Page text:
There's some talk about Sun over on reddit. Sun was once an important institution in my life, although I think for different reasons than the ones offered by a lot of commenters.
A bit less than five years ago, I moved to Colorado with an undergraduate degree in history, the next thing to no work history, and a new girlfriend. The girlfriend did childcare and worked in a store that sold vaguely arty junk to wealthy mothers. I got some day labor on craigslist and halfheartedly applied for crap retail jobs. We stressed about money.
After a couple of months, I went to the local office of a (gigantic, blandly evil) temporary employment agency, and they got me some little gigs. I did a bunch of data entry and worked parking at college football games. Eventually, they called me up with an offer of something long term, which (when you're working yourself out of intermittent typing jobs for eight bucks an hour and getting laughed out of interviews) is one of the better things you can hear from a temp agency. I should have failed the piss test, but I didn't, and then I was working in Shipping & Receiving at Sun in Broomfield.1
It was a pretty simple gig. In the mornings, you'd get a bunch of packages and boxes in for delivery to people on-site. You'd scan 'em all in to the system (a FoxPro database running on a couple of Windows 95 boxes, plus some Zebra label printers and Palm handhelds with barcode scanners), slap labels on, pile 'em on carts, and fan out into the offices to drop things off and collect signatures. In the afternoons, you'd invent games with locally available materials and wait for someone to call with an absurd demand involving the movement and/or shipping of something guaranteed to cost more than your annual income and measure two inches taller than at least one door on the most desirable route to its destination.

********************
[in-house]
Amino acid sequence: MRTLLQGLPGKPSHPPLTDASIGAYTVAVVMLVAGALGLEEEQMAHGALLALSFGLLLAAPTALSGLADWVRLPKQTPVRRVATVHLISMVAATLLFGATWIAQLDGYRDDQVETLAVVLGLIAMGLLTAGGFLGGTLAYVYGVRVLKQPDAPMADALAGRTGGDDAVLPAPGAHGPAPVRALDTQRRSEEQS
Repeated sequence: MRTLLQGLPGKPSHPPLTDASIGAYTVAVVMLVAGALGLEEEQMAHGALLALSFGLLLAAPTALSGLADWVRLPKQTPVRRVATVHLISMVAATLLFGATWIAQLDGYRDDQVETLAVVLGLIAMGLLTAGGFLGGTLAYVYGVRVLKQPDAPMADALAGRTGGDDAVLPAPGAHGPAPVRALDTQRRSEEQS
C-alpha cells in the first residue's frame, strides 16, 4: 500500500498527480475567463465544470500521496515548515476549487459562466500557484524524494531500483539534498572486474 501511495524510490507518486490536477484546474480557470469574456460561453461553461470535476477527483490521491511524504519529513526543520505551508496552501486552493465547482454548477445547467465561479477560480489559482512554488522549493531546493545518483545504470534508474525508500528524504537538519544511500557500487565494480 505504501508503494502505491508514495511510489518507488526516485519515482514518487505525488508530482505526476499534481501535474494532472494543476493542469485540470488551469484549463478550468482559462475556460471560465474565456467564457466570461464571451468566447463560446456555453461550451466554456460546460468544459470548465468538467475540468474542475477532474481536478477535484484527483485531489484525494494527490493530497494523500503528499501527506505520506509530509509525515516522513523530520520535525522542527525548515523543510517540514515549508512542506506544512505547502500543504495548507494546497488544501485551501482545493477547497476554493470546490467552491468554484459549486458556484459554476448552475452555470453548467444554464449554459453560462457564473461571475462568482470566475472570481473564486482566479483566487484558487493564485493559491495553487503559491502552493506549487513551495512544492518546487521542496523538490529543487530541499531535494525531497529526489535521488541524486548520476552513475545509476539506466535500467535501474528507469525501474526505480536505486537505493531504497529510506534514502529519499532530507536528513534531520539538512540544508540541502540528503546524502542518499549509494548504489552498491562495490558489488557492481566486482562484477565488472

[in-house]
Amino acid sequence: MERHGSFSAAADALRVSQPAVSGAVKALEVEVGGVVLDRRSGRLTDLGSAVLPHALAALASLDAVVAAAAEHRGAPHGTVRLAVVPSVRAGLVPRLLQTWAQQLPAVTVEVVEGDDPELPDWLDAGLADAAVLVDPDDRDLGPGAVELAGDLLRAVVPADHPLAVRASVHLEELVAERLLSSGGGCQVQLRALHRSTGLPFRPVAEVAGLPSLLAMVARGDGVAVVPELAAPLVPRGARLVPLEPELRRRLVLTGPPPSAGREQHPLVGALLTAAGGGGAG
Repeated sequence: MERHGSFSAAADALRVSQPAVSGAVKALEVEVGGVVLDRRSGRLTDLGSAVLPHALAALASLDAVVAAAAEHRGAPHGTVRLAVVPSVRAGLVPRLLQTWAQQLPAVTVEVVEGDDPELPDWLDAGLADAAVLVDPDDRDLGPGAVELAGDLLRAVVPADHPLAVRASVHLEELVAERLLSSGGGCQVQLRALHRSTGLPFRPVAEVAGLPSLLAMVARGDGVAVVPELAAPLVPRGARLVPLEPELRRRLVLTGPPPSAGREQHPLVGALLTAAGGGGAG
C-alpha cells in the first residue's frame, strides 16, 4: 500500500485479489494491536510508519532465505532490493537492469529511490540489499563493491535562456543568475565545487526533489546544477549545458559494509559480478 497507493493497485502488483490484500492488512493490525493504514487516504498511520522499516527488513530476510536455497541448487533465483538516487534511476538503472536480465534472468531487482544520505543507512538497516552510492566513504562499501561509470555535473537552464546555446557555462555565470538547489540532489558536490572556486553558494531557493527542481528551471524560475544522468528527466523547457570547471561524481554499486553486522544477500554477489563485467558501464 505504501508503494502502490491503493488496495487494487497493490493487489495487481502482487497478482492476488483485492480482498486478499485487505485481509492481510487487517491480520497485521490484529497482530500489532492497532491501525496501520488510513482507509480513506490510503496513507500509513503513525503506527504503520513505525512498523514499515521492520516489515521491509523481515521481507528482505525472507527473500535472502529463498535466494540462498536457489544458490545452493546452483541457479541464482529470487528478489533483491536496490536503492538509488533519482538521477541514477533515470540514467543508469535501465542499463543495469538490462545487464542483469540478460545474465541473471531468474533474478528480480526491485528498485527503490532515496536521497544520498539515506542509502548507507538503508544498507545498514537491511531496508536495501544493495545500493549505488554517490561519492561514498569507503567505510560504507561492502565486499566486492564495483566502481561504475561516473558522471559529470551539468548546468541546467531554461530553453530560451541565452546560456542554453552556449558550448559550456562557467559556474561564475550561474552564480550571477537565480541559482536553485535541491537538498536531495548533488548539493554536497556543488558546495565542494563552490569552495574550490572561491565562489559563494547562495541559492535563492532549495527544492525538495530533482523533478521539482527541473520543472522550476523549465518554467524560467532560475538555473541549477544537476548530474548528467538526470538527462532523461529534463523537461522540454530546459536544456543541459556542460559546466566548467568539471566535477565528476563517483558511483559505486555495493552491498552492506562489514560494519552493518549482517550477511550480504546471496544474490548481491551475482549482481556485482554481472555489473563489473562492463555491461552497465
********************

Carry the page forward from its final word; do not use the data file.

There were four of us temping when I started, and three of us after Troy the metal drummer got canned for too many no-shows. By that time, we were really fucking good at what we did. I knew the location and employee number of every regular delivery, what kind of stuff it was, how badly they'd want to get it, and who to talk to if they weren't at their desk. I knew who not to interrupt on the phone, who'd yell at me if I didn't, what was supposed to go to a lab instead of a cubicle. I could look at a rack and tell you whether we'd have to take it outside through the courtyard, which elevators it'd fit on, and whether we'd have to put it on a truck instead of dragging it around on a pallet jack. I could maneuver a pallet jack inside a broom closet. I was hell on wheels with a tape gun. We'd stay late most nights waiting on the last pickup, open things up in the morning, go to heroic lengths to get things shipped on time even after the higher-ups told us not to worry about it.
We had approximately the least extrinsic responsibility imaginable, and for reasons I still can't quite articulate, we took it seriously. Right up until Raymond and Beau got summary don't-show-up-in-the-morning calls and I decided to follow suit in the hopes that the machinery might be vaguely inconvenienced for a day or two by my absence.
I was only there for about six months, total, but it has a lot to do with how I've thought about working & institutional life since.2